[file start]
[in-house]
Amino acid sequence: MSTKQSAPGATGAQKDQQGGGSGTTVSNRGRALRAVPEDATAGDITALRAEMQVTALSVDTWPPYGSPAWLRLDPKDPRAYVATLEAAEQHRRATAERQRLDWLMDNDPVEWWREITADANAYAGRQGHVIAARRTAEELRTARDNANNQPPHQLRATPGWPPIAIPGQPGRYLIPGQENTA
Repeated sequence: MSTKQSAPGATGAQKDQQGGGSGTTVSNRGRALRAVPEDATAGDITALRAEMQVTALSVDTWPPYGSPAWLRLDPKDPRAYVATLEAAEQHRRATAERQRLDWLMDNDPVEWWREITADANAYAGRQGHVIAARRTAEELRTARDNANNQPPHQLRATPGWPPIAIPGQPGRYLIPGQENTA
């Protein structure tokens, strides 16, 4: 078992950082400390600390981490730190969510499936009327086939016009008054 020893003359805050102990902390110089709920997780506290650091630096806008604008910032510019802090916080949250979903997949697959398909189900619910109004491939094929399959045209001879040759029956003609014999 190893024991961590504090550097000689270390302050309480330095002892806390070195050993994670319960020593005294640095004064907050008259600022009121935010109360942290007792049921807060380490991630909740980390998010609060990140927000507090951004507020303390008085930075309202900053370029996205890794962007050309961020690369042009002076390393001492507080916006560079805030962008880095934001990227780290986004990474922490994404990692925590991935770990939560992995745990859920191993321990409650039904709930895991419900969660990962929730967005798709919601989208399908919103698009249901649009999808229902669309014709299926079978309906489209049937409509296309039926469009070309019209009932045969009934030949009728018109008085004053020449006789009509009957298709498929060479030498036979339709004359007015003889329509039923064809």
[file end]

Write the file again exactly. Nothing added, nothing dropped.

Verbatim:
[in-house]
Amino acid sequence: MSTKQSAPGATGAQKDQQGGGSGTTVSNRGRALRAVPEDATAGDITALRAEMQVTALSVDTWPPYGSPAWLRLDPKDPRAYVATLEAAEQHRRATAERQRLDWLMDNDPVEWWREITADANAYAGRQGHVIAARRTAEELRTARDNANNQPPHQLRATPGWPPIAIPGQPGRYLIPGQENTA
Repeated sequence: MSTKQSAPGATGAQKDQQGGGSGTTVSNRGRALRAVPEDATAGDITALRAEMQVTALSVDTWPPYGSPAWLRLDPKDPRAYVATLEAAEQHRRATAERQRLDWLMDNDPVEWWREITADANAYAGRQGHVIAARRTAEELRTARDNANNQPPHQLRATPGWPPIAIPGQPGRYLIPGQENTA
């Protein structure tokens, strides 16, 4: 078992950082400390600390981490730190969510499936009327086939016009008054 020893003359805050102990902390110089709920997780506290650091630096806008604008910032510019802090916080949250979903997949697959398909189900619910109004491939094929399959045209001879040759029956003609014999 190893024991961590504090550097000689270390302050309480330095002892806390070195050993994670319960020593005294640095004064907050008259600022009121935010109360942290007792049921807060380490991630909740980390998010609060990140927000507090951004507020303390008085930075309202900053370029996205890794962007050309961020690369042009002076390393001492507080916006560079805030962008880095934001990227780290986004990474922490994404990692925590991935770990939560992995745990859920191993321990409650039904709930895991419900969660990962929730967005798709919601989208399908919103698009249901649009999808229902669309014709299926079978309906489209049937409509296309039926469009070309019209009932045969009934030949009728018109008085004053020449006789009509009957298709498929060479030498036979339709004359007015003889329509039923064809």